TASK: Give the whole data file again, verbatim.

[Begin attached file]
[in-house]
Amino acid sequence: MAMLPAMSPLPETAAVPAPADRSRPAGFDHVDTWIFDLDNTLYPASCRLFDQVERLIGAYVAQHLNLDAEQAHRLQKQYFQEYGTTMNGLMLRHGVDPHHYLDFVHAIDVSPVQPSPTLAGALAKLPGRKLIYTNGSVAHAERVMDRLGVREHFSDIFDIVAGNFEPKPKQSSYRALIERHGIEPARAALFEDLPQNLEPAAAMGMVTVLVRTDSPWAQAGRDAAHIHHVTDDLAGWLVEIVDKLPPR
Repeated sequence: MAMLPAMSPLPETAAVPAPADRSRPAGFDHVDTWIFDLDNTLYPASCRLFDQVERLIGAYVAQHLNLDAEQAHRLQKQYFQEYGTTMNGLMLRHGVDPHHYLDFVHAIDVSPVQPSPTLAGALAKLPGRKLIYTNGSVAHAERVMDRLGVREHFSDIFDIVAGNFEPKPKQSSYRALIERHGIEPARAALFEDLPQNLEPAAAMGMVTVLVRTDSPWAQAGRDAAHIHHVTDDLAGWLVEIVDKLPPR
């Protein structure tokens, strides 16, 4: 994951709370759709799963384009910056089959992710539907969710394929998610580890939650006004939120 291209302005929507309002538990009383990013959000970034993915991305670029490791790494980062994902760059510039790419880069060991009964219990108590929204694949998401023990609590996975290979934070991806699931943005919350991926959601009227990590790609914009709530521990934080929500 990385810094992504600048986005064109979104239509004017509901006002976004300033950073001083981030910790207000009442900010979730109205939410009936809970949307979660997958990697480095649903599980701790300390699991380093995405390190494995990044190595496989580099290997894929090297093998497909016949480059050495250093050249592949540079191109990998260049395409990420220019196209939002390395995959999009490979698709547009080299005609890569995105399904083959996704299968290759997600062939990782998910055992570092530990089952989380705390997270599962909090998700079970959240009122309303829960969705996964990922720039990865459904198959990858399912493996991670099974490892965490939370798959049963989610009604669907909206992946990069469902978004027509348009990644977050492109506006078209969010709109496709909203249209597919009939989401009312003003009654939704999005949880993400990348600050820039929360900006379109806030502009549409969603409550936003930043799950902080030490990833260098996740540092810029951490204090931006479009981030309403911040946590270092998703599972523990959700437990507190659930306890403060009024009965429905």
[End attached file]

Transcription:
[in-house]
Amino acid sequence: MAMLPAMSPLPETAAVPAPADRSRPAGFDHVDTWIFDLDNTLYPASCRLFDQVERLIGAYVAQHLNLDAEQAHRLQKQYFQEYGTTMNGLMLRHGVDPHHYLDFVHAIDVSPVQPSPTLAGALAKLPGRKLIYTNGSVAHAERVMDRLGVREHFSDIFDIVAGNFEPKPKQSSYRALIERHGIEPARAALFEDLPQNLEPAAAMGMVTVLVRTDSPWAQAGRDAAHIHHVTDDLAGWLVEIVDKLPPR
Repeated sequence: MAMLPAMSPLPETAAVPAPADRSRPAGFDHVDTWIFDLDNTLYPASCRLFDQVERLIGAYVAQHLNLDAEQAHRLQKQYFQEYGTTMNGLMLRHGVDPHHYLDFVHAIDVSPVQPSPTLAGALAKLPGRKLIYTNGSVAHAERVMDRLGVREHFSDIFDIVAGNFEPKPKQSSYRALIERHGIEPARAALFEDLPQNLEPAAAMGMVTVLVRTDSPWAQAGRDAAHIHHVTDDLAGWLVEIVDKLPPR
């Protein structure tokens, strides 16, 4: 994951709370759709799963384009910056089959992710539907969710394929998610580890939650006004939120 291209302005929507309002538990009383990013959000970034993915991305670029490791790494980062994902760059510039790419880069060991009964219990108590929204694949998401023990609590996975290979934070991806699931943005919350991926959601009227990590790609914009709530521990934080929500 990385810094992504600048986005064109979104239509004017509901006002976004300033950073001083981030910790207000009442900010979730109205939410009936809970949307979660997958990697480095649903599980701790300390699991380093995405390190494995990044190595496989580099290997894929090297093998497909016949480059050495250093050249592949540079191109990998260049395409990420220019196209939002390395995959999009490979698709547009080299005609890569995105399904083959996704299968290759997600062939990782998910055992570092530990089952989380705390997270599962909090998700079970959240009122309303829960969705996964990922720039990865459904198959990858399912493996991670099974490892965490939370798959049963989610009604669907909206992946990069469902978004027509348009990644977050492109506006078209969010709109496709909203249209597919009939989401009312003003009654939704999005949880993400990348600050820039929360900006379109806030502009549409969603409550936003930043799950902080030490990833260098996740540092810029951490204090931006479009981030309403911040946590270092998703599972523990959700437990507190659930306890403060009024009965429905």